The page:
The Natchez Trace is 450 mile plus trail system that connects the bluffs of the Mississippi River to the hills of Tennessee. These trails have been in use for thousands of years, first by Native Americans and later by European settlers. You can still walk on parts of the original Trace and add your footprints to thousands that previously walked the paths.In 1938 a parkway was constructed to commemorate the the original Trace. Now instead of walking you can drive the 444 miles from Southwest Mississippi to Tennessee. The Parkway allows for easy access to a number of ancient mound sites. These mounds where constructed as sacred places by the ancestors of the modern day Natchez, Choctaw and Chickasaw Indians. We visited the Emerald Mound (the second largest of the Mississippian mounds north of Mexico).It’s an impressive structure constructed by hand starting in AD 1350. The view from the top where the tribe’s leader would have built his house.

We traveled the Trace up toward Vicksburg and visited a number of historic sites along the way.

Mount Locust Inn and Plantation is one of the oldest structures in the area. It was built in 1780. As traffic on the Trace increased with the influx of settlers, the owners started to feed and house travelers creating one of the few inns on the Trace. The slave cemetery was a stark reminder of how this country was built.

The Mississippi River was of vital importance to both the North and the South. The Union needed to control the river to allow troops and supplies to pass into the South. The Confederates also needed the river for supplies and recruits. By late summer of 1862 only Vicksburg and Port Hudson LA blocked Union control of the Mississippi. After fierce fighting and a siege of 46 days the Union prevailed. Close to 20,000 died during the battle and siege. Touring the the park will take between three and five hours. We arrived late in the day and really just got a quick overview. Battery De GolyerThe Park has over 1,000 monuments commemorating state battalions and officers who participated in the battle. This is the Illinois memorial.

Also on display was the resurrected remains of the Union ironclad gunboat Cairo. The boat was sunk in 1862 with an electrically detonated torpedo. We toured a Confederate ironclad in Kinston NC which made for an interesting comparison.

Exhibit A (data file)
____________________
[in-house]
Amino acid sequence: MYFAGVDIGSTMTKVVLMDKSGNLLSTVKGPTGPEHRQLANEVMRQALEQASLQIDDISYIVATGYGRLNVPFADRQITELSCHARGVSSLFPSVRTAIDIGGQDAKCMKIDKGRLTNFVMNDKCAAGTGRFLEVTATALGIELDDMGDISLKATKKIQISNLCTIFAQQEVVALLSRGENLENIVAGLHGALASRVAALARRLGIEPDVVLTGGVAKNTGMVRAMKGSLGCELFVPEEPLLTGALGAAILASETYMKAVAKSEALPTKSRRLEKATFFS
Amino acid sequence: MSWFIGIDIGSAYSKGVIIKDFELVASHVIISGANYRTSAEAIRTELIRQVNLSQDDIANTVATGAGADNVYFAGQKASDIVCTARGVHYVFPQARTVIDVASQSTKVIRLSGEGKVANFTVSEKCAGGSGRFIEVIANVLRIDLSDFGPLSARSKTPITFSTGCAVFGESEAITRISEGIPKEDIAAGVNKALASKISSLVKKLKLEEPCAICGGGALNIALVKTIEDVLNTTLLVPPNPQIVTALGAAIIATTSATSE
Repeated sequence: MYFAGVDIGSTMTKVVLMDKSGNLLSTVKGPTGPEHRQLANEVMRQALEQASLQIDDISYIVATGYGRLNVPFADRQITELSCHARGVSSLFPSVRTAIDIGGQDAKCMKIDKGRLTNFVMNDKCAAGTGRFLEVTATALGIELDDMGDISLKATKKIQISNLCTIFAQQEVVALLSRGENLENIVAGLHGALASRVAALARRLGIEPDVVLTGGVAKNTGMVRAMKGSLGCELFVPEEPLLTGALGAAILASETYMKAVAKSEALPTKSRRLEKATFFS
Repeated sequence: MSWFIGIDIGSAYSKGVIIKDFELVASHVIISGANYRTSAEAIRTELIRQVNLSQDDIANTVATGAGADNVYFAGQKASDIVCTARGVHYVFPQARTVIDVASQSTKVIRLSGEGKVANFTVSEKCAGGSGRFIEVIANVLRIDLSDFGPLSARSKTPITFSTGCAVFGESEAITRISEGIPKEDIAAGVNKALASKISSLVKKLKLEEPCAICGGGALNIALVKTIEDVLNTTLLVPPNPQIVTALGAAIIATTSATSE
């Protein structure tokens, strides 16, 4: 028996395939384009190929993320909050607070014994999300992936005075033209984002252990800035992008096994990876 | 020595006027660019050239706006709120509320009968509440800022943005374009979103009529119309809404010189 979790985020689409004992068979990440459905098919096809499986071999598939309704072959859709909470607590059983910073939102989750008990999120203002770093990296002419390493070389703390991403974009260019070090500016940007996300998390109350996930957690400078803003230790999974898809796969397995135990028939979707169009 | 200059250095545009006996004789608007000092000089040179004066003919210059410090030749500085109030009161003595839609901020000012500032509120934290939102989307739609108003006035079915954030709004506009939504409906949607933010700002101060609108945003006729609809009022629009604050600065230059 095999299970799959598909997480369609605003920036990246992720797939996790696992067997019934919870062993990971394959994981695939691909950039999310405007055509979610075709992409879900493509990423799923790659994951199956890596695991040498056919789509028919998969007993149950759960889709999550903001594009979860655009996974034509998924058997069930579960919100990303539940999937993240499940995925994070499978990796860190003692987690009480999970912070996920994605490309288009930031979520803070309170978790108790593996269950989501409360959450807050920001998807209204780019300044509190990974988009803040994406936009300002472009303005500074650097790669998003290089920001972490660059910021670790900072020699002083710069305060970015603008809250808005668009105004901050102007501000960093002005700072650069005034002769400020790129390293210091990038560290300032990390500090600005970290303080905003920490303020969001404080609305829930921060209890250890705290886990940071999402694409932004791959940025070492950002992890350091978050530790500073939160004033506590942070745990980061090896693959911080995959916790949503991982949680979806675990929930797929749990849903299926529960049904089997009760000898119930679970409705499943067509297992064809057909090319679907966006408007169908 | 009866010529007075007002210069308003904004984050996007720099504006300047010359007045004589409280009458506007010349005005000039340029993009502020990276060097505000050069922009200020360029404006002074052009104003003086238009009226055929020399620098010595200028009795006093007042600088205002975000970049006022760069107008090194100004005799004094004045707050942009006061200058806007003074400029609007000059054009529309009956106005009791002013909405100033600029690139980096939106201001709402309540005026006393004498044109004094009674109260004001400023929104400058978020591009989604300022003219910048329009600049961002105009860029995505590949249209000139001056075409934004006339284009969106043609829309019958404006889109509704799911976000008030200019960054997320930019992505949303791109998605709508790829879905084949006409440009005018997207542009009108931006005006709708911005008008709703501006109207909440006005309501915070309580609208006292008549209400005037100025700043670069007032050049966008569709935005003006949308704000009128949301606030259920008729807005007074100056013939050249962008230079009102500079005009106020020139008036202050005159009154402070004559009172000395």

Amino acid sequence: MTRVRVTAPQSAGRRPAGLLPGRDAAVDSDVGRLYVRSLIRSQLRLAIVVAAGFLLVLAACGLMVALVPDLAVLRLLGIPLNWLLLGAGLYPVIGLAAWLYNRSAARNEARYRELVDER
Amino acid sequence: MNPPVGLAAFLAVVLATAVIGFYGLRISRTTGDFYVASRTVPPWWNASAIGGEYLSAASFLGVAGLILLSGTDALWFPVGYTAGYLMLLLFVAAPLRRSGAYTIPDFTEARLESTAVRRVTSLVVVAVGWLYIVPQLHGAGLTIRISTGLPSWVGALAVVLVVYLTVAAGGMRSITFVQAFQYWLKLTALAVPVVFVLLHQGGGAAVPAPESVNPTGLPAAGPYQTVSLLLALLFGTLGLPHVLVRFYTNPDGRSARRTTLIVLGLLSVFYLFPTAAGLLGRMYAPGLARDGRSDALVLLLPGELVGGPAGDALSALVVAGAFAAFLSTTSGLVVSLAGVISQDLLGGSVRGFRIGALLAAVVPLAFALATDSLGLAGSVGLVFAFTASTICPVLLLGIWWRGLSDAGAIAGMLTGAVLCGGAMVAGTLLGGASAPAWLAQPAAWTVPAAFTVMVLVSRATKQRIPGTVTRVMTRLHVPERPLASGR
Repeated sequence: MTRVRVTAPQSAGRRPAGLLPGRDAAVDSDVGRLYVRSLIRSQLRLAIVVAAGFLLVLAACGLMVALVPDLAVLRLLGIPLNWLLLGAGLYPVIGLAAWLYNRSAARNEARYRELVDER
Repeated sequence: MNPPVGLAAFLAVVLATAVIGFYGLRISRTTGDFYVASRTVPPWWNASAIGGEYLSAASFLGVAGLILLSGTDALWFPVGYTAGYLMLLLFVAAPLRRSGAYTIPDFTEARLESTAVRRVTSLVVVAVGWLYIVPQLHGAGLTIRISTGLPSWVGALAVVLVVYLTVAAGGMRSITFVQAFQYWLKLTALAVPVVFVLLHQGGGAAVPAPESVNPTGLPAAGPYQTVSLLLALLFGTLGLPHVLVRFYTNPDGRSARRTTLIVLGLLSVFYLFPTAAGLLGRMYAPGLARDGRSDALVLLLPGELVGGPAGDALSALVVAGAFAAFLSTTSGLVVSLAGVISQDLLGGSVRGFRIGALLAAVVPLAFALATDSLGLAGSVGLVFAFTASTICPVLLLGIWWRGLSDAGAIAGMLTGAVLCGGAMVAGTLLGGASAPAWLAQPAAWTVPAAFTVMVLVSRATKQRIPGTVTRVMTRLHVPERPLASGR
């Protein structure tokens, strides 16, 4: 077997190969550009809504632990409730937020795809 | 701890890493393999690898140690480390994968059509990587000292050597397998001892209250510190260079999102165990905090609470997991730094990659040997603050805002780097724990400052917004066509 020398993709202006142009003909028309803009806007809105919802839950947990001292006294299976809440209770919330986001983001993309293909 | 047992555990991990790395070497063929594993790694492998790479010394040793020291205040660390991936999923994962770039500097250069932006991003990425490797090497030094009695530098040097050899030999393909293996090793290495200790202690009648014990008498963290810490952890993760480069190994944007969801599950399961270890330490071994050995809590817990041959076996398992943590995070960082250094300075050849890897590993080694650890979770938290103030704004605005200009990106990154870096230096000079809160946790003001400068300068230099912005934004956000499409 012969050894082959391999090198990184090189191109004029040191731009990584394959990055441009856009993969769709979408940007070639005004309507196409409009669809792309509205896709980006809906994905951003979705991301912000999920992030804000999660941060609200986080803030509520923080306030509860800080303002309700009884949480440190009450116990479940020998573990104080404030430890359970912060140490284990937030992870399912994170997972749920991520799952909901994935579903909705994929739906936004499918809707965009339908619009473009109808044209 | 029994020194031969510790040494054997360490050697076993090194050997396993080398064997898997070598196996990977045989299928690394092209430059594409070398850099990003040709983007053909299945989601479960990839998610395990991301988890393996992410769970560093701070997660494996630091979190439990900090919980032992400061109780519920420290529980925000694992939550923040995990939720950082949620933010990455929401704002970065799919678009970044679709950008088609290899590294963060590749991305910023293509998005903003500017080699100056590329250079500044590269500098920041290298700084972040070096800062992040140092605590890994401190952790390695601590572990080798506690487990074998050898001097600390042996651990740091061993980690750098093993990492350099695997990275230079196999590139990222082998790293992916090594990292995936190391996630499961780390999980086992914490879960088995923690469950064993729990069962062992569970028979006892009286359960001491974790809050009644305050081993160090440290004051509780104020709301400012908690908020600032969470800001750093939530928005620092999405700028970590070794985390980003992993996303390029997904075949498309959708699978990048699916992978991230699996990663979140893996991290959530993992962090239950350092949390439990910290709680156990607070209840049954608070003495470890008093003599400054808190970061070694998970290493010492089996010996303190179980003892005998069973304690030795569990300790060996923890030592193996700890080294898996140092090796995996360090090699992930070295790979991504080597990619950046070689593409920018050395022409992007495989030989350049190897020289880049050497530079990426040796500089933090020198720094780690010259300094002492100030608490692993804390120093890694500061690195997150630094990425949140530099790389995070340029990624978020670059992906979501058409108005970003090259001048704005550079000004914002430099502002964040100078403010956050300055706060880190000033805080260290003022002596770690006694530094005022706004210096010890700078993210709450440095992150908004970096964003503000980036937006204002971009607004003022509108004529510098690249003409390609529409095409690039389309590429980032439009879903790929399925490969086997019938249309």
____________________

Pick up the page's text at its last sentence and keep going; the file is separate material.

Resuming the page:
On the bluffs overlooking the Mississippi River sits the town of Natchez. Before the Civil War the area was home to more millionaires then any other place in the US. That wealth was generated by the thriving cotton plantations. Many of these planters were investors from the North who came to Natchez to make their fortunes. Instead of living on the plantations they used slave labor to build homes near the river.

We enjoyed walking the grounds of these antebellum homes and admiring the gardens.

This home was built on the bluff after the Civil War and was one of our favorites.

We enjoyed wandering and reading the many historical markers explaining the towns long history.

As always we like to checkout the local flavor of wherever we find ourselves. Steampunk Coffee served up excellent coffee and conversation. Highly recommend. Sorry no photos. It was across the street from the local brewery where our conversations continued. Highway 61 continues up the backbone of Mississippi and we’re on it.

Funked Up On The Bayou

We left Florida’s Panhandle and headed straight to New Orleans and the French Quarter Festival. We like to park the Tin Can on the west bank of the Mississippi River at Bayou Segnette State Park.

Our front yard

This park allows us easy access to the Algiers Point ferry that takes you across the Mississippi and deposits you in the French Quarter of New Orleans.

Louis Armstrong greets you as you enter the ferry terminal.

We love exploring NOLA by bicycle and checking out new neighborhoods. This trip we discovered the Lafitte Greenway. This bike path allowed access to City Park, the New Orleans Museum of Art and a chance to check out the Bayou St. John neighborhood.

Some of Carlos Rolon’s work as seen at NOMA.

During our last visit we heard about the French Quarter Festival- four days of free music on 12 stages. The focus is on New Orleans musicians. It sounded like our kind of festival.

Three of the larger stages are set up along the river. During the first day of the festival we started smelling diesel fuel but couldn’t identify the source. Turns out a ship docked to hard and punctured its fuel tank. We found this out when the ferry was canceled. The clean up

The music is nonstop from 11am to 9pm. That’s a long line to sit in one place. There is so much going on in the streets that needed to be checked out.Magic on the streetWait in line for fresh beignets

Lots of excellent street musicans

And then there was this guyYes, he did land it.

New Orleans has a jazz museum housed in an old Federal Mint near the French Market. There was an exhibit of iconic jazz images by Herman Leonard. A terrific exhibit. The museum also had some interesting artifacts on display. Fats Domino’s piano

Louis Armstrong’s first coronet

There was also a fabulous display of Mardi Gras Indian costumes. The costume takes a year to construct and is used for only one Mardi Gras season. But our New Orleans visit was more than just music and history. There are lots of neighborhoods to explore and this time we chose to revisit some old favorites and check out some new ones. The Garden district has some beautiful homes and as we missed out on a tour of the Lafayette Cemetery last visit, we made a point to tour it this time.

Since we were nearby, we wandered over to the Irish Channel neighborhood for lunch. Bon Appetite’s choice for restaurant of the year is located on Jackson Ave.